WASHINGTON, Sept. 2 (UPI) — Falling in line with a tradition followed by previous nominees of both parties, Hillary Clinton will begin allowing her traveling press corps onto her official campaign airplane, allowing for greater access to a candidate who has been criticized for ducking reporters’ questions.
To this point, the traveling press corps has been confined to chartered planes that shadow the candidates. Clinton has used a small private jet to ferry her and her traveling campaign staff between events. Donald Trump continues to use his own private 747 to crisscross the country and members of the press are generally not allowed to travel on it.
On Wednesday, the candidate infuriated reporters when his plane landed in Los Angeles to continue on a trip to Mexico, when the press plane was diverted to Phoenix, the site of his next U.S. campaign stop. Reporters and their news agencies were left to scramble to arrange transportation to and from Mexico City.
Starting Monday, Clinton will begin leasing a larger plane that allows for the traveling press to fly with the candidate.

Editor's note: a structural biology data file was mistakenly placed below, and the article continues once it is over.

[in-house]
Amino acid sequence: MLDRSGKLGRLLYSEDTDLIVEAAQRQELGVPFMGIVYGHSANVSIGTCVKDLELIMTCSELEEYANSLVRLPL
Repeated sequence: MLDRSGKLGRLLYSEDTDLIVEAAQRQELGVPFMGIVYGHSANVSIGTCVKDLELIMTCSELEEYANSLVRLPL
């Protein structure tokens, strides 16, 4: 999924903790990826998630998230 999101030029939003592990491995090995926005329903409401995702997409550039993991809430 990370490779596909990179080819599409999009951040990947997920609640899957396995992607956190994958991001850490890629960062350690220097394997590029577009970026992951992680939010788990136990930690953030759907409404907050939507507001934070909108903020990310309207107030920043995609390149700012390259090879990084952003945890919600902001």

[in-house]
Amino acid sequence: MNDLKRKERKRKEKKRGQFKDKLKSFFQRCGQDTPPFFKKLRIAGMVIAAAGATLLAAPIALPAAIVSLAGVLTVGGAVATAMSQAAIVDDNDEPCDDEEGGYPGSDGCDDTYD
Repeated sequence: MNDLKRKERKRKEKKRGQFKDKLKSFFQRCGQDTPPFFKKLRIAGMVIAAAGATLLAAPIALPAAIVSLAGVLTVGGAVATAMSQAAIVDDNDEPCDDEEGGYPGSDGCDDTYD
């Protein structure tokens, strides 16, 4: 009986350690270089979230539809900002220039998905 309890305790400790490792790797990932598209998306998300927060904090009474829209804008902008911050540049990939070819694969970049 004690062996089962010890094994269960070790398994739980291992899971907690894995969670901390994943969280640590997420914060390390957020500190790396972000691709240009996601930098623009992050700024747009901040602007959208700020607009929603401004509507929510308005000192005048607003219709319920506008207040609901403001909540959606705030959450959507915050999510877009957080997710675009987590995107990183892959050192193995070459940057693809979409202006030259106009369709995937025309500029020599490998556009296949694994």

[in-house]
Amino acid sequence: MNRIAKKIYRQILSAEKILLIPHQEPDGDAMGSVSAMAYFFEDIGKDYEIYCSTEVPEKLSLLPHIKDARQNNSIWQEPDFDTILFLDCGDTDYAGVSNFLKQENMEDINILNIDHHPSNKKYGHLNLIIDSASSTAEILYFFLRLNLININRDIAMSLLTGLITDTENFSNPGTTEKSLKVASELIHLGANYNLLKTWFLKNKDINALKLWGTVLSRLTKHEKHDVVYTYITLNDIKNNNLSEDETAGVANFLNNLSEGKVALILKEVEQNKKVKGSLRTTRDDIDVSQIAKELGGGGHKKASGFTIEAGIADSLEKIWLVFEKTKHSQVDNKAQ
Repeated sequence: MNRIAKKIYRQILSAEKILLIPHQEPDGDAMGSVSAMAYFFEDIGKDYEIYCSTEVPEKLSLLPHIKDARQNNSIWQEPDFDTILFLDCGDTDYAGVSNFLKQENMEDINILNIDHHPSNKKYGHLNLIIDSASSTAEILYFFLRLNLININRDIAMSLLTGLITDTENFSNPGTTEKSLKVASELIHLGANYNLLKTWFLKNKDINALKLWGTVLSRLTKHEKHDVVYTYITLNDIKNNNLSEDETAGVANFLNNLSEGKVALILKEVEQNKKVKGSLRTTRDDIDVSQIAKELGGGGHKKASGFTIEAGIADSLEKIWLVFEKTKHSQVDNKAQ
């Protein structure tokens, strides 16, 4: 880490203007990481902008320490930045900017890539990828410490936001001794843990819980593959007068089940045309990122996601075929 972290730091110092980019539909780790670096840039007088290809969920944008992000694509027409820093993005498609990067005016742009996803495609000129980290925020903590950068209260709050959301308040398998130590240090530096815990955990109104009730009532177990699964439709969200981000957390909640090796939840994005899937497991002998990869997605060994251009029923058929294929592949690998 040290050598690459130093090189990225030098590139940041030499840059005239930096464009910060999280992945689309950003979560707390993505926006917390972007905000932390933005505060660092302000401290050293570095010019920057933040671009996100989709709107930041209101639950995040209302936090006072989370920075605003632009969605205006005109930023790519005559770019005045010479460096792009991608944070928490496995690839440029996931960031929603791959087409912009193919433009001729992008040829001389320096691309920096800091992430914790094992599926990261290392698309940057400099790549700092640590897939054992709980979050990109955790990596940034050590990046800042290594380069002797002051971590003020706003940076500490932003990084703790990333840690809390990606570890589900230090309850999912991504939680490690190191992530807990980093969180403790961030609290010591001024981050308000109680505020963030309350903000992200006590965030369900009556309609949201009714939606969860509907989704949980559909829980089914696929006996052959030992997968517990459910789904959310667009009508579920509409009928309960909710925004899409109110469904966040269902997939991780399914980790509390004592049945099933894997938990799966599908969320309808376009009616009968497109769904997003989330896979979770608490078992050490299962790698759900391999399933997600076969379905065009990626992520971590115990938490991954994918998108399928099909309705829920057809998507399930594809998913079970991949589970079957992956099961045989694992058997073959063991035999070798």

Presidential nominees have generally coordinated with major news outlets on travel logistics and dedicated reporters from major news networks and publications have been offered the courtesy — at their own expense — of a seat on the candidate’s airplane. Sitting presidents have always allowed members of the White House press corps to travel on Air Force One.
Beyond keeping with tradition, there are also practical reasons for members of the press to travel with candidates. The many hours of downtime in the air can lead to conversations between reporters, the candidate and campaign staff. These conversations, even if off-the-record, often have the effect of forming personal relationships that can influence how news is reported when the cameras are live and the tape recorders are rolling.
It remains unclear, however, if greater proximity to the press will lead to greater on-the-record access to Clinton, who critics point out has not held a press conference in nearly nine months. Instead, Clinton has given periodic one-on-one interviews that her press team can more tightly control than an unscripted, wide-ranging press conference where reporters can ask about virtually any topic they want.